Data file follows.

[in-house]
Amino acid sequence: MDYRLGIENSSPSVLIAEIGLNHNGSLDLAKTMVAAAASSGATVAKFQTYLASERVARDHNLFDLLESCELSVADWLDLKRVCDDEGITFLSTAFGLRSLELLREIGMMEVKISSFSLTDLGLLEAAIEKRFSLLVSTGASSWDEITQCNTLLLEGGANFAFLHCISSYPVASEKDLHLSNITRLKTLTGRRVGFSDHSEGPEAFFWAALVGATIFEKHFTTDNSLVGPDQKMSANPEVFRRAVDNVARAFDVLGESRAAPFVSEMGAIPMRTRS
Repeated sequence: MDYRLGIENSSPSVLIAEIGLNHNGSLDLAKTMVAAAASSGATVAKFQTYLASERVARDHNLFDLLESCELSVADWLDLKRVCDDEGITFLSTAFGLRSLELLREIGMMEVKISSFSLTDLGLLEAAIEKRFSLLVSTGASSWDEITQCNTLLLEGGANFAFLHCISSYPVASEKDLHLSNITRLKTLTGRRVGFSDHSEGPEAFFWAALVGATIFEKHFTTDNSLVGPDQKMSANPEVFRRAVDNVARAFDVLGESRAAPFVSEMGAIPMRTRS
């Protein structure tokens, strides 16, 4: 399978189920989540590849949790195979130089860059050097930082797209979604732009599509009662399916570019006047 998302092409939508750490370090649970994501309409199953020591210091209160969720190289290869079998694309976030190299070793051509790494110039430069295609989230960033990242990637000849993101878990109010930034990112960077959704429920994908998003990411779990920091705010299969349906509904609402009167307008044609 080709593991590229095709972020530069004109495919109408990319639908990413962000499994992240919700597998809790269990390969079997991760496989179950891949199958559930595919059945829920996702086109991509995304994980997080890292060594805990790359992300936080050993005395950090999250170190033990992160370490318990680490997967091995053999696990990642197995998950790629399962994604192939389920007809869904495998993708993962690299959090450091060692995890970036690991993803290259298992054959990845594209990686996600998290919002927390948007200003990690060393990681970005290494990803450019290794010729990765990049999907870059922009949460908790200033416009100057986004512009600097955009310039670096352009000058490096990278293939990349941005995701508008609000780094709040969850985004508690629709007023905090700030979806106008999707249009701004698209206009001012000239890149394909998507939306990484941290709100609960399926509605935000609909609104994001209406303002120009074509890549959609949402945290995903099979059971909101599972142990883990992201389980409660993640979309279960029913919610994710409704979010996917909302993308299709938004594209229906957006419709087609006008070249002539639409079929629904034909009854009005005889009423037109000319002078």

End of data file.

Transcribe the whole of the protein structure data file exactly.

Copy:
[in-house]
Amino acid sequence: MDYRLGIENSSPSVLIAEIGLNHNGSLDLAKTMVAAAASSGATVAKFQTYLASERVARDHNLFDLLESCELSVADWLDLKRVCDDEGITFLSTAFGLRSLELLREIGMMEVKISSFSLTDLGLLEAAIEKRFSLLVSTGASSWDEITQCNTLLLEGGANFAFLHCISSYPVASEKDLHLSNITRLKTLTGRRVGFSDHSEGPEAFFWAALVGATIFEKHFTTDNSLVGPDQKMSANPEVFRRAVDNVARAFDVLGESRAAPFVSEMGAIPMRTRS
Repeated sequence: MDYRLGIENSSPSVLIAEIGLNHNGSLDLAKTMVAAAASSGATVAKFQTYLASERVARDHNLFDLLESCELSVADWLDLKRVCDDEGITFLSTAFGLRSLELLREIGMMEVKISSFSLTDLGLLEAAIEKRFSLLVSTGASSWDEITQCNTLLLEGGANFAFLHCISSYPVASEKDLHLSNITRLKTLTGRRVGFSDHSEGPEAFFWAALVGATIFEKHFTTDNSLVGPDQKMSANPEVFRRAVDNVARAFDVLGESRAAPFVSEMGAIPMRTRS
């Protein structure tokens, strides 16, 4: 399978189920989540590849949790195979130089860059050097930082797209979604732009599509009662399916570019006047 998302092409939508750490370090649970994501309409199953020591210091209160969720190289290869079998694309976030190299070793051509790494110039430069295609989230960033990242990637000849993101878990109010930034990112960077959704429920994908998003990411779990920091705010299969349906509904609402009167307008044609 080709593991590229095709972020530069004109495919109408990319639908990413962000499994992240919700597998809790269990390969079997991760496989179950891949199958559930595919059945829920996702086109991509995304994980997080890292060594805990790359992300936080050993005395950090999250170190033990992160370490318990680490997967091995053999696990990642197995998950790629399962994604192939389920007809869904495998993708993962690299959090450091060692995890970036690991993803290259298992054959990845594209990686996600998290919002927390948007200003990690060393990681970005290494990803450019290794010729990765990049999907870059922009949460908790200033416009100057986004512009600097955009310039670096352009000058490096990278293939990349941005995701508008609000780094709040969850985004508690629709007023905090700030979806106008999707249009701004698209206009001012000239890149394909998507939306990484941290709100609960399926509605935000609909609104994001209406303002120009074509890549959609949402945290995903099979059971909101599972142990883990992201389980409660993640979309279960029913919610994710409704979010996917909302993308299709938004594209229906957006419709087609006008070249002539639409079929629904034909009854009005005889009423037109000319002078």